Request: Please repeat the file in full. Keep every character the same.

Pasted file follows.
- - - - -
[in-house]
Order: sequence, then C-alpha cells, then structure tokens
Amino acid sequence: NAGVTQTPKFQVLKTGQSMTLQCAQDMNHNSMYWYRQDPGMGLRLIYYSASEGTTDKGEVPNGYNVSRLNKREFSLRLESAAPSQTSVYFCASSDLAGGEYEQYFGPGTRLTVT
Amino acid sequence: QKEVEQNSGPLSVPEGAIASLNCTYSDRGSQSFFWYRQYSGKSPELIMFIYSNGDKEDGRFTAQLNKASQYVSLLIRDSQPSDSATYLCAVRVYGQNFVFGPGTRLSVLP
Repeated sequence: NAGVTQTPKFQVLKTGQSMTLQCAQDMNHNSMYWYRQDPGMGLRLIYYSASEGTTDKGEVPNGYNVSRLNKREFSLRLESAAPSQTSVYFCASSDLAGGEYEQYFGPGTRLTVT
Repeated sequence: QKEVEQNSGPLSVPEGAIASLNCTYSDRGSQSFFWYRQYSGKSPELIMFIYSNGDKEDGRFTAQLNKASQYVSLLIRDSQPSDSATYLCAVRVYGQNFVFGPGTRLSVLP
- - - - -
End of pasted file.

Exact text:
[in-house]
Order: sequence, then C-alpha cells, then structure tokens
Amino acid sequence: NAGVTQTPKFQVLKTGQSMTLQCAQDMNHNSMYWYRQDPGMGLRLIYYSASEGTTDKGEVPNGYNVSRLNKREFSLRLESAAPSQTSVYFCASSDLAGGEYEQYFGPGTRLTVT
Amino acid sequence: QKEVEQNSGPLSVPEGAIASLNCTYSDRGSQSFFWYRQYSGKSPELIMFIYSNGDKEDGRFTAQLNKASQYVSLLIRDSQPSDSATYLCAVRVYGQNFVFGPGTRLSVLP
Repeated sequence: NAGVTQTPKFQVLKTGQSMTLQCAQDMNHNSMYWYRQDPGMGLRLIYYSASEGTTDKGEVPNGYNVSRLNKREFSLRLESAAPSQTSVYFCASSDLAGGEYEQYFGPGTRLTVT
Repeated sequence: QKEVEQNSGPLSVPEGAIASLNCTYSDRGSQSFFWYRQYSGKSPELIMFIYSNGDKEDGRFTAQLNKASQYVSLLIRDSQPSDSATYLCAVRVYGQNFVFGPGTRLSVLP